Full- and part-time officers of research are entitled to leaves of absence under the Family and Medical Leave Act (FMLA) of 1993 if they have been employed and paid by the University for at least 12 months immediately preceding the leave and have worked for at least 1,250 hours during that period. Any compensated employment – regardless of title and including periods on the casual payroll – counts in determining if an officer meets these requirements. Postdoctoral research and clinical fellows who receive stipends as well as postdoctoral residency fellows are not eligible for this type of leave.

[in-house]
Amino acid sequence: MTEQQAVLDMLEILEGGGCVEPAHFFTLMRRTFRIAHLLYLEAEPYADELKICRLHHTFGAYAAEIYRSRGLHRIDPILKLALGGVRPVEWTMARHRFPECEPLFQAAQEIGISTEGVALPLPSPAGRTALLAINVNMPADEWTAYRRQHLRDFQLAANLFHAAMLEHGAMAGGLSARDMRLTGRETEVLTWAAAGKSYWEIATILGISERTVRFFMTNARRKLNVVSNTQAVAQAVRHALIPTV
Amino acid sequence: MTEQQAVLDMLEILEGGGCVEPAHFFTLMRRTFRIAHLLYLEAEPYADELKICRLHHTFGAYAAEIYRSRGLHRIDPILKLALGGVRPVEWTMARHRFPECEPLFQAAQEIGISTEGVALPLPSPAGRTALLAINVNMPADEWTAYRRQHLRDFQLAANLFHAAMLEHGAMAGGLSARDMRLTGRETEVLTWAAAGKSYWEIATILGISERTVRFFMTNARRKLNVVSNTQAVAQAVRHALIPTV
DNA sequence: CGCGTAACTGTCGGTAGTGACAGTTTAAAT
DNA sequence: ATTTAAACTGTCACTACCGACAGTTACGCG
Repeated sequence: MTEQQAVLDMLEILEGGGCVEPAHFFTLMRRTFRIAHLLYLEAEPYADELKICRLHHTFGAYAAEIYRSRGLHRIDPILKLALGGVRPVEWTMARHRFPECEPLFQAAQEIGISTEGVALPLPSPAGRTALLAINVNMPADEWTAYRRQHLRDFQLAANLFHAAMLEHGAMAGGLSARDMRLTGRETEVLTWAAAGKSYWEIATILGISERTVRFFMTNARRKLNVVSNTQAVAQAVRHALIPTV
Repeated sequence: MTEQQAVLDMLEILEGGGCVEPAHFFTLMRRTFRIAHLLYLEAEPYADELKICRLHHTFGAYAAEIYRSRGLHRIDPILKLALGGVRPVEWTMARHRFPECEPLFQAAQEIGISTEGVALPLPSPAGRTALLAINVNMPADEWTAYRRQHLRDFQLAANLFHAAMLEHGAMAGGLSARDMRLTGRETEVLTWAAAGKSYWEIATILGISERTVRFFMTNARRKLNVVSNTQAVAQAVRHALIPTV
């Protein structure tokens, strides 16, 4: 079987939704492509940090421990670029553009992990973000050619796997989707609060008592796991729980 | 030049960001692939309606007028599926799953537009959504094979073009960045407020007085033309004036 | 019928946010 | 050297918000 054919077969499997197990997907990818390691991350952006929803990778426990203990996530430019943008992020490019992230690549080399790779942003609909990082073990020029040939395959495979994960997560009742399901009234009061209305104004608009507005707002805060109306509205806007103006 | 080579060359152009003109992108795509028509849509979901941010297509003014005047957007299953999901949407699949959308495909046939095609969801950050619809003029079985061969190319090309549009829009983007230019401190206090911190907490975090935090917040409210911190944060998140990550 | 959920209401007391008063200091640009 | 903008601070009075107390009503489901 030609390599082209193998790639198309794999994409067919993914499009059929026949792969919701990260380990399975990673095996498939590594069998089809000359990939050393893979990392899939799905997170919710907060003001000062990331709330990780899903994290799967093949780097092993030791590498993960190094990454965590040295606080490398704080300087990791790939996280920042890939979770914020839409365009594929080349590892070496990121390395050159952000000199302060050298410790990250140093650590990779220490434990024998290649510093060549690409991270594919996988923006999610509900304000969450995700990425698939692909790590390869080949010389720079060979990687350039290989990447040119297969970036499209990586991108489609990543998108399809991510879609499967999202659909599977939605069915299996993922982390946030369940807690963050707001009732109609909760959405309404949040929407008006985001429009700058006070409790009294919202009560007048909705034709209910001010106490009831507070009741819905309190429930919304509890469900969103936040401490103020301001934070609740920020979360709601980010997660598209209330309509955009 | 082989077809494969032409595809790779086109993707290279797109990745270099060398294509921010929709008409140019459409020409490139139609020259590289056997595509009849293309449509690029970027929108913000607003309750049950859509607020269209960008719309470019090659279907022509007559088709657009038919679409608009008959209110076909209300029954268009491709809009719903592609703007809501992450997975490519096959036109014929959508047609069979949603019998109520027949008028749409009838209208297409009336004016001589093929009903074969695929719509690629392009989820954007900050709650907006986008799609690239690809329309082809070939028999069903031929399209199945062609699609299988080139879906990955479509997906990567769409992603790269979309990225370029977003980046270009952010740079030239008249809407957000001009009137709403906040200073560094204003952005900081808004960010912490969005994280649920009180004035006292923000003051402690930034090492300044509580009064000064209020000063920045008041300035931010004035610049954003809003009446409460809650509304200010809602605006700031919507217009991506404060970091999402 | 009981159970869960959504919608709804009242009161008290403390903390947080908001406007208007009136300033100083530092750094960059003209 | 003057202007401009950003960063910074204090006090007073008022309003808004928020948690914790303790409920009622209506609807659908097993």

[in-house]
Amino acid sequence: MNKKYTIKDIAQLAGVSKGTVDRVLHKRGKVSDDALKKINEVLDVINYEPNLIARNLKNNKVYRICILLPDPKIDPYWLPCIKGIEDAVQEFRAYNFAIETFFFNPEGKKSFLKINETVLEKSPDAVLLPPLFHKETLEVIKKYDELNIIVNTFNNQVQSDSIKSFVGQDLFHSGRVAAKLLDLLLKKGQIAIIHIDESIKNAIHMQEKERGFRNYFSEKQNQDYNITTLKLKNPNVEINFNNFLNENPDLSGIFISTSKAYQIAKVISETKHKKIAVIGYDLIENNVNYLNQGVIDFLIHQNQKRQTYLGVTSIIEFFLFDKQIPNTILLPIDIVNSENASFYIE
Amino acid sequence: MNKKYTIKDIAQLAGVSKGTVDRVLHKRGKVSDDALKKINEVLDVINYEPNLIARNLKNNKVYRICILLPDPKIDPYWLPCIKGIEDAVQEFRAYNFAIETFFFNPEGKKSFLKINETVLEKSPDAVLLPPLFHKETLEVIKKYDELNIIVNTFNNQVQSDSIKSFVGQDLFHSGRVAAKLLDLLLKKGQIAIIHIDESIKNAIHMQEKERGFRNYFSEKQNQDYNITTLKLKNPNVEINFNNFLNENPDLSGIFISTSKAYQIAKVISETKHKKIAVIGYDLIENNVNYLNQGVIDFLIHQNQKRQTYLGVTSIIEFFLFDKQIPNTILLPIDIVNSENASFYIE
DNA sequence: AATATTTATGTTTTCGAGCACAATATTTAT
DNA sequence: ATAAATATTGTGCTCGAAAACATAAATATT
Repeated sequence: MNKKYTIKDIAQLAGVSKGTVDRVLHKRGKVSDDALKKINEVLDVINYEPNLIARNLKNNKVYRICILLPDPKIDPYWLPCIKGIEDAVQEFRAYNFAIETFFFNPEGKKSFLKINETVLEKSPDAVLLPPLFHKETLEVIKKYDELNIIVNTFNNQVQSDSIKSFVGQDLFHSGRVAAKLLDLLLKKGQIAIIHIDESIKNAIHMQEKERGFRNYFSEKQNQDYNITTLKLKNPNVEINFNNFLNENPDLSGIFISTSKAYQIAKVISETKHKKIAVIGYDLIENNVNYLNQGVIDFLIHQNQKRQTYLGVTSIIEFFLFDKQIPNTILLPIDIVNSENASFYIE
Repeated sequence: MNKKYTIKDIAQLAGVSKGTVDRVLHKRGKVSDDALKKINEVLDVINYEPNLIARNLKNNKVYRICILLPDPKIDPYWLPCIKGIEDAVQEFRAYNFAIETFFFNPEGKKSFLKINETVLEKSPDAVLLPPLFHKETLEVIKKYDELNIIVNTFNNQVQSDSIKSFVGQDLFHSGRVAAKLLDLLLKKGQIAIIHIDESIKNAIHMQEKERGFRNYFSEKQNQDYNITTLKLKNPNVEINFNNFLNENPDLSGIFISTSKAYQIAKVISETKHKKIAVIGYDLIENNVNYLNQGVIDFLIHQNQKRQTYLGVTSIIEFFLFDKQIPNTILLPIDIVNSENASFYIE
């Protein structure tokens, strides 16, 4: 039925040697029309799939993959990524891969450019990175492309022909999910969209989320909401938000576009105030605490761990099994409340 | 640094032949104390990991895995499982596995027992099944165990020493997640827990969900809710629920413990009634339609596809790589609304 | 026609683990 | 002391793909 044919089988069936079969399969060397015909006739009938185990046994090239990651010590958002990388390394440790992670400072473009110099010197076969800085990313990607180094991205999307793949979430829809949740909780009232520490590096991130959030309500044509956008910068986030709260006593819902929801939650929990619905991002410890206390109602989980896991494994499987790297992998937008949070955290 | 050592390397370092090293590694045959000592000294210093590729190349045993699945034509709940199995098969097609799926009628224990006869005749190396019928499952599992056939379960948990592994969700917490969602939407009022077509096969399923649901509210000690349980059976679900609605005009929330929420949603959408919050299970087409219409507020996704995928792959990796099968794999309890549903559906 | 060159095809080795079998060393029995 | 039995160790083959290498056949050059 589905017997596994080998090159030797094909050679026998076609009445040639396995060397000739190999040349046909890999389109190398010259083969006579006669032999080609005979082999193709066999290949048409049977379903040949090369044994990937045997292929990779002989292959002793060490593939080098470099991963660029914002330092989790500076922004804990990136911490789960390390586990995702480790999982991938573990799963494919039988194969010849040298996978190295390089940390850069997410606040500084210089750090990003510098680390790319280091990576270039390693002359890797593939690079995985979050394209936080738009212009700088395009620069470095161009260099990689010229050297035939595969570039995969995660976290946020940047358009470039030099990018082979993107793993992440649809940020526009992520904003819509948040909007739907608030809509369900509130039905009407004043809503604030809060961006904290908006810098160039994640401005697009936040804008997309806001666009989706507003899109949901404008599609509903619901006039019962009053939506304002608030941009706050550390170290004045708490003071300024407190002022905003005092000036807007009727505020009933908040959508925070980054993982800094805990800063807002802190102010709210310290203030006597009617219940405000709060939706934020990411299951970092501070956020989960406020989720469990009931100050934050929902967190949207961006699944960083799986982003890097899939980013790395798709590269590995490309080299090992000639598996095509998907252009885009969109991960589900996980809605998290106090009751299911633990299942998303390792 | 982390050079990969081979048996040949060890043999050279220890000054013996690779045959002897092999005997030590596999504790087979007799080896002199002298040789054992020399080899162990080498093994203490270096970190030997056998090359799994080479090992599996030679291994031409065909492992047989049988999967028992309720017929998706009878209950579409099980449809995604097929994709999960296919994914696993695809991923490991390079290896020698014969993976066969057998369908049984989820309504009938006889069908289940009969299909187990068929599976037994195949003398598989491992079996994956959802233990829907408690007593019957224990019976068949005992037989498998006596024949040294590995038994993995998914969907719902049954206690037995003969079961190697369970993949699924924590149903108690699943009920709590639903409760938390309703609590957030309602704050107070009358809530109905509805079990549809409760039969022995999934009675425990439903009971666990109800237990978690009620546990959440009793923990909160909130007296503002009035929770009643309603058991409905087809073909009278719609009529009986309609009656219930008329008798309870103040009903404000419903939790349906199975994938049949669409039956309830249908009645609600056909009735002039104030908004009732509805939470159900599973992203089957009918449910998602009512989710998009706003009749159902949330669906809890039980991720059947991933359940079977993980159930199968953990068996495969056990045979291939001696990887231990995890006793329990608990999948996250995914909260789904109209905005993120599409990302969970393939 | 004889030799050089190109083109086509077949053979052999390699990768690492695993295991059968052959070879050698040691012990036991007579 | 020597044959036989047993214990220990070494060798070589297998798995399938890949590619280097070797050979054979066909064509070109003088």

Officers of research who meet those requirements may take up to 12 weeks of unpaid leave in each year to care for a newborn, newly adopted, or new foster child; to care for a seriously ill family member; or as a result of a medical disability. They may take up to 26 weeks if the leave is needed to deal with a qualifying exigency, as defined by the federal Department of Labor, arising out of the military service of a spouse, child, or parent. The University’s policies governing the leaves of absence that full-time officers of research may take for these purposes are, with the exception of certain benefits provisions, more generous than the requirements of the FMLA. Consequently, the University considers the first 12 weeks of any such leave as fulfilling the requirements of the Family and Medical Leave Act, except for leaves arising from a family member’s military service, in which case it counts the first 26 weeks.